When Gina Garro and Brian Duplisea adopted 4-month-old Andres from Colombia last month, they were determined to take time off from work to care for him. Six years ago, after their daughter, Melina, was born, the family scraped by on Duplisea's $36, 000 salary as a construction worker so Garro, a special-education teacher, could stay home. Now, since Garro's job furnishes the family health insurance, she'll head back to work this fall while Duplisea juggles diapers and baby bottles. His boss agreed to the time off——but he will have to forgo his $18-an-hour pay. It won't be easy. Though Garro's $40, 000 salary will cover their mortgage, the couple will have to freeze their retirement accounts, scale back on Melina's after-school activities——and pray that nothing goes wrong with the car. It takes away from your cushion and your security, says Garro. Things will be tight.
The 1993 Family and Medical Leave Act was supposed to help families like Garro's, offering a safety net to employees who want to take time off to nurture newborns, tend to their own major illnesses or care for sick relatives. But while the law guarantees that workers won't lose their jobs, it doesn't cover their paychecks. One survey last year showed that while 24 million Americans had taken leaves since 1999, 2.7 million more wanted to, but couldn't afford it. That may change soon. In response to increasing demands from voters, at least 25 states are now exploring new ways to offer paid leave. One possibility： tapping state disability funds. A handful of states——New York, New Jersey, California, Rhode Island and Hawaii——already dip into disability money to offer partial pay for women on maternity leave. But that doesn't help dads or people caring for elderly parents. New Jersey and New York may soon expand disability programs to cover leave for fathers and other caretakers. Thirteen states, including Arizona, Illinois and Florida, have proposed using unemployment funds to pay for leave.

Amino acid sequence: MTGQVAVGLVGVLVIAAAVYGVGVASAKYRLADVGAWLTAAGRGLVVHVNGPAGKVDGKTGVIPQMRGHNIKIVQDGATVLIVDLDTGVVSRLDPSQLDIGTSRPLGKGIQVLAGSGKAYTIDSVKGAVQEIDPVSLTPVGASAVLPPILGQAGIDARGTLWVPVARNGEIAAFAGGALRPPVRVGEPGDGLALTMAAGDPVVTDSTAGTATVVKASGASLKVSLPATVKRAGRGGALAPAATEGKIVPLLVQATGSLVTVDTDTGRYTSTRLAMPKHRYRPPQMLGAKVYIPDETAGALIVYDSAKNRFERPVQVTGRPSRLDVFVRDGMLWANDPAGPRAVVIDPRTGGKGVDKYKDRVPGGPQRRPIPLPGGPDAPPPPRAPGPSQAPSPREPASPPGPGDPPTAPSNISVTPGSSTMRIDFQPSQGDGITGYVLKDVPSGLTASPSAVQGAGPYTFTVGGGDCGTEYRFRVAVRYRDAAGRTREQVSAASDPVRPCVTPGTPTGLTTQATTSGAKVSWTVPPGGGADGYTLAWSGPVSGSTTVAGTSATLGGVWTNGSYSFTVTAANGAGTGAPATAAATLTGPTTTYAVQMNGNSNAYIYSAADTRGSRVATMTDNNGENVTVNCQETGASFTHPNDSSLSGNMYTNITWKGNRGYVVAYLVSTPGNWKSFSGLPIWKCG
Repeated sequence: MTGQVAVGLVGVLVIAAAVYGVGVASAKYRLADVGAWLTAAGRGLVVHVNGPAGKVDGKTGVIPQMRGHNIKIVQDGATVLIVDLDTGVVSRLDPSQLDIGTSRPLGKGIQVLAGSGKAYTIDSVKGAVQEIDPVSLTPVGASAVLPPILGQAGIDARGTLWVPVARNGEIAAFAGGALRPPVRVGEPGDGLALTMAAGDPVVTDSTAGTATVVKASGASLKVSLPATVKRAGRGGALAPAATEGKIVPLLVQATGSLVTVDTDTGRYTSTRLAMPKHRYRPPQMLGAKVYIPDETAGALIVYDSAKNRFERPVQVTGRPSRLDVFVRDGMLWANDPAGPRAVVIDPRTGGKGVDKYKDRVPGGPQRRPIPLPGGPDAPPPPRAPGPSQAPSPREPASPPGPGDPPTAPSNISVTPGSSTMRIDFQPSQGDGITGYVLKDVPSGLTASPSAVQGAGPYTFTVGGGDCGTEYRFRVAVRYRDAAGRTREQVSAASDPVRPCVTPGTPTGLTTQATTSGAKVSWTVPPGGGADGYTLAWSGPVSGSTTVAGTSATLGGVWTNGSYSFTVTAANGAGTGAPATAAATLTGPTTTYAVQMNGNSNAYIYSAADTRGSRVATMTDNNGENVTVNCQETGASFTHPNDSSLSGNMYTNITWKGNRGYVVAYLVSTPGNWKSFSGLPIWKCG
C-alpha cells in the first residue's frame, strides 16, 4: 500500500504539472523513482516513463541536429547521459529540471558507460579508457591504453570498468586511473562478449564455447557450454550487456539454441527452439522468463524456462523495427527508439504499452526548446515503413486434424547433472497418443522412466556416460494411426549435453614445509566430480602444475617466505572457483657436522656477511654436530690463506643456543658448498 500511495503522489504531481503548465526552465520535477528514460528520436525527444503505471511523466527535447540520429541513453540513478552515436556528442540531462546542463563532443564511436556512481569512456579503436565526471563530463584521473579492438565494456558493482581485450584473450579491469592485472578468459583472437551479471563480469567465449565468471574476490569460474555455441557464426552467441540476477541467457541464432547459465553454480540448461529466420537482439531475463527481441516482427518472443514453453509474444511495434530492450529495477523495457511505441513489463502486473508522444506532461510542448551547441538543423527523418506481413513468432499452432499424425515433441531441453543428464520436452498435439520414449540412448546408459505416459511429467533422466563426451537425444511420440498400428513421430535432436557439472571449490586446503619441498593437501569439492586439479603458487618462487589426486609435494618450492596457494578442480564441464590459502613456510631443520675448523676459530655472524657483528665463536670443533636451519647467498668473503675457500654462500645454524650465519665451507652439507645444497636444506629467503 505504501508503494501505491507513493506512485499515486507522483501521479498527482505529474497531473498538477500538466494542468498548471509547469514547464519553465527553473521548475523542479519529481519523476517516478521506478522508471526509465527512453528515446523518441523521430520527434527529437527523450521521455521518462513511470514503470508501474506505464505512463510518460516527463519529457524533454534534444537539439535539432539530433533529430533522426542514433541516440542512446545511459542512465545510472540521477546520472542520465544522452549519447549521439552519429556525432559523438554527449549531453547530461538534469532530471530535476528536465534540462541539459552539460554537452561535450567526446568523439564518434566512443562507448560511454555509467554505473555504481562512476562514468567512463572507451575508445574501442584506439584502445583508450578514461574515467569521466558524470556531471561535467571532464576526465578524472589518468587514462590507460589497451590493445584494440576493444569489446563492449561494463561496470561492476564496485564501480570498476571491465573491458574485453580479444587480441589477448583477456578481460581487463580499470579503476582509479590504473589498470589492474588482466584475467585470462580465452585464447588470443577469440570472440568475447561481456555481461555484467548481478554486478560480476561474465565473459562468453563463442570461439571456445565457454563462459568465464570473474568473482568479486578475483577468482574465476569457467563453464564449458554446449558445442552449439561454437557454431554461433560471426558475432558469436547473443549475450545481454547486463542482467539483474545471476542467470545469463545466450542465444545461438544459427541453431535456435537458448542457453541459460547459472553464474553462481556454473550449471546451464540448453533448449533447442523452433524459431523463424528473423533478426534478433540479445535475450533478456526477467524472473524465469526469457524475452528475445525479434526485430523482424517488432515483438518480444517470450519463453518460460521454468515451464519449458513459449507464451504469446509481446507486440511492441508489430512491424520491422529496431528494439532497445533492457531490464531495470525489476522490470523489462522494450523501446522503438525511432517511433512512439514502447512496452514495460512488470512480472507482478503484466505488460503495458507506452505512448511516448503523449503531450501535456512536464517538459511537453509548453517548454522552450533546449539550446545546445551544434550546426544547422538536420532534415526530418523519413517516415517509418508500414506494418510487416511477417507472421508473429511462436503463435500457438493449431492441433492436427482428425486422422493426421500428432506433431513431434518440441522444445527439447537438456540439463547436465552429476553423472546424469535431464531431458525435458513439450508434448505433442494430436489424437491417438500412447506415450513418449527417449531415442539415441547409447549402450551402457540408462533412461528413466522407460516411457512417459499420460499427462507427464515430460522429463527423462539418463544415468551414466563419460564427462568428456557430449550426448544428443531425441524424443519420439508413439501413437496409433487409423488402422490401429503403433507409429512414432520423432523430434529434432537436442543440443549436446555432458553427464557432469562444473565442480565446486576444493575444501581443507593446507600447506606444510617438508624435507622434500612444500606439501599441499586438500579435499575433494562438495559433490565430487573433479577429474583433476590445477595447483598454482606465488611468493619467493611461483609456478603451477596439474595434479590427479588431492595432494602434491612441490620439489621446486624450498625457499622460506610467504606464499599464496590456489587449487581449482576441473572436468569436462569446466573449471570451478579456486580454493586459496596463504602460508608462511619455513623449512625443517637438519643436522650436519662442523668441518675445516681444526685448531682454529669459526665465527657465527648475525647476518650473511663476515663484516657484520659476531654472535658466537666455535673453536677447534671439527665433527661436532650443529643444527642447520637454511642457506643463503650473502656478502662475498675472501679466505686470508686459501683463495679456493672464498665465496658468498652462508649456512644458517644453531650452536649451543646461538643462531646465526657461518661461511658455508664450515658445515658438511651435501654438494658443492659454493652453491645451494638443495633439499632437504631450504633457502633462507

Massachusetts has been especially creative. When the state's acting governor, Jane Swift, gave birth to twin daughters in May, she drew attention to the issue with her own working maternity leave： she telecommuted part-time but earned her usual full-time salary. Even before Swift returned to work last week, the state Senate unanimously passed a pilot plan that would use surplus funds from a health-insurance program for the unemployed to give new parents 12 weeks off at half pay. Another plan, proposed in the House, would require employers to kick in $20 per worker to set up a New Families Trust Fund. Businesses would get tax credits in return. This week Swift is expected to announce her own paid-leave plan for lower-income mothers and fathers. Polls show widespread public support——another reason Swift and other politicians across the country have embraced the issue.
Still, not everyone's wild about the idea. People without children question why new parents——the first group to get paid leave under many of the proposed plans——should get more government perks than they do. Business groups are resistant to proposals that would raid unemployment funds； several have already filed suit to block them. As the economy slows, many companies say they can't afford to contribute to proposed new benefit funds either. Business lobbyists say too many employees already abuse existing federal family-leave laws by taking time off for dubious reasons or in tiny time increments. The proposed laws, they say, would only make matters worse.
For Garro and Duplisea, though, the new laws could make all the difference. As Melina fixes a peanut-butter-and-jelly sandwich, Duplisea hugs a snoozing Andres against his T shirt. We're trying to do the right thing by two kids, and we have to sacrifice, Duplisea says. In Massachusetts and plenty of other states, help may be on the way.